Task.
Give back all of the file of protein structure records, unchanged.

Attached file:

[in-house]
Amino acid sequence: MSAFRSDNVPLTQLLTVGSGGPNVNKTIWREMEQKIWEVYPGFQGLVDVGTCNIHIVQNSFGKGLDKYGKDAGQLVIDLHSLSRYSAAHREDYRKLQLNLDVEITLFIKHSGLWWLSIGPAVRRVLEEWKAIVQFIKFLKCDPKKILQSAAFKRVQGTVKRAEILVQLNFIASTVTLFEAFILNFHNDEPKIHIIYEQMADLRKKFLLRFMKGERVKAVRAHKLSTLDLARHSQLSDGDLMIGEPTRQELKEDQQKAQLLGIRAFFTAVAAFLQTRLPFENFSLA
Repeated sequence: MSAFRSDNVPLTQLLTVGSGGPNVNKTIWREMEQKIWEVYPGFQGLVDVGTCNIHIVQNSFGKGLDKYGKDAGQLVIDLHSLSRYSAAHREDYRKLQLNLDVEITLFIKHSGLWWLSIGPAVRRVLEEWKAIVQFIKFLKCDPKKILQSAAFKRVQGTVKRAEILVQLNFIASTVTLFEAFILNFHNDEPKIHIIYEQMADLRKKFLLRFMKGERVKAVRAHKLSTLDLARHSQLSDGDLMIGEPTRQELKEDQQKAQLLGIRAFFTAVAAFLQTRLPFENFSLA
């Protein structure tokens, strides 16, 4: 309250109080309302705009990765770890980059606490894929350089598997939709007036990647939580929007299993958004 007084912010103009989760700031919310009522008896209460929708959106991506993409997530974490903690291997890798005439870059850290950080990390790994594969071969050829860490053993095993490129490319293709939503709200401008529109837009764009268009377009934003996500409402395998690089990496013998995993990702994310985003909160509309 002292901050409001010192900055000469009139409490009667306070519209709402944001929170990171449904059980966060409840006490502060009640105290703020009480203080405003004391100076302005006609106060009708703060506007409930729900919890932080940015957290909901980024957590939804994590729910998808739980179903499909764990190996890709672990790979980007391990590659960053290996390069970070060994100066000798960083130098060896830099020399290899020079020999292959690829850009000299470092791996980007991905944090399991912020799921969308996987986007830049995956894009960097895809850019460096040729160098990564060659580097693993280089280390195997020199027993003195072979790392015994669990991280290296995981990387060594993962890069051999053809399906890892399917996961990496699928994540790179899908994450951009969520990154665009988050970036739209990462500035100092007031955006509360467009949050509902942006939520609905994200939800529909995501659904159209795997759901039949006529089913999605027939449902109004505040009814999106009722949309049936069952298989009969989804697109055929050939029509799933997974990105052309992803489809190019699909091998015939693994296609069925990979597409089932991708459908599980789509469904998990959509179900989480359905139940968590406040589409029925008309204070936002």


[in-house]
Amino acid sequence: MSAFRSDNVPLTQLLTVGSGGPNVNKTIWREMEQKIWEVYPGFQGLVDVGTCNIHIVQNSFGKGLDKYGKDAGQLVIDLHSLSRYSAAHREDYRKLQLNLDVEITLFIKHSGLWWLSIGPAVRRVLEEWKAIVQFIKFLKCDPKKILQSAAFKRVQGTVKRAEILVQLNFIASTVTLFEAFILNFHNDEPKIHIIYEQMADLRKKFLLRFMKGERVKAVRAHKLSTLDLARHSQLSDGDLMIGEPTRQELKEDQQKAQLLGIRAFFTAVAAFLQTRLPFENFSLA
Repeated sequence: MSAFRSDNVPLTQLLTVGSGGPNVNKTIWREMEQKIWEVYPGFQGLVDVGTCNIHIVQNSFGKGLDKYGKDAGQLVIDLHSLSRYSAAHREDYRKLQLNLDVEITLFIKHSGLWWLSIGPAVRRVLEEWKAIVQFIKFLKCDPKKILQSAAFKRVQGTVKRAEILVQLNFIASTVTLFEAFILNFHNDEPKIHIIYEQMADLRKKFLLRFMKGERVKAVRAHKLSTLDLARHSQLSDGDLMIGEPTRQELKEDQQKAQLLGIRAFFTAVAAFLQTRLPFENFSLA
């Protein structure tokens, strides 16, 4: 309250109080309302705009990765770890980059606490894929350089598997939709007036990647939580929007299993958004 007084912010103009989760700031919310009522008896209460929708959106991506993409997530974490903690291997890798005439870059850290950080990390790994594969071969050829860490053993095993490129490319293709939503709200401008529109837009764009268009377009934003996500409402395998690089990496013998995993990702994310985003909160509309 002292901050409001010192900055000469009139409490009667306070519209709402944001929170990171449904059980966060409840006490502060009640105290703020009480203080405003004391100076302005006609106060009708703060506007409930729900919890932080940015957290909901980024957590939804994590729910998808739980179903499909764990190996890709672990790979980007391990590659960053290996390069970070060994100066000798960083130098060896830099020399290899020079020999292959690829850009000299470092791996980007991905944090399991912020799921969308996987986007830049995956894009960097895809850019460096040729160098990564060659580097693993280089280390195997020199027993003195072979790392015994669990991280290296995981990387060594993962890069051999053809399906890892399917996961990496699928994540790179899908994450951009969520990154665009988050970036739209990462500035100092007031955006509360467009949050509902942006939520609905994200939800529909995501659904159209795997759901039949006529089913999605027939449902109004505040009814999106009722949309049936069952298989009969989804697109055929050939029509799933997974990105052309992803489809190019699909091998015939693994296609069925990979597409089932991708459908599980789509469904998990959509179900989480359905139940968590406040589409029925008309204070936002």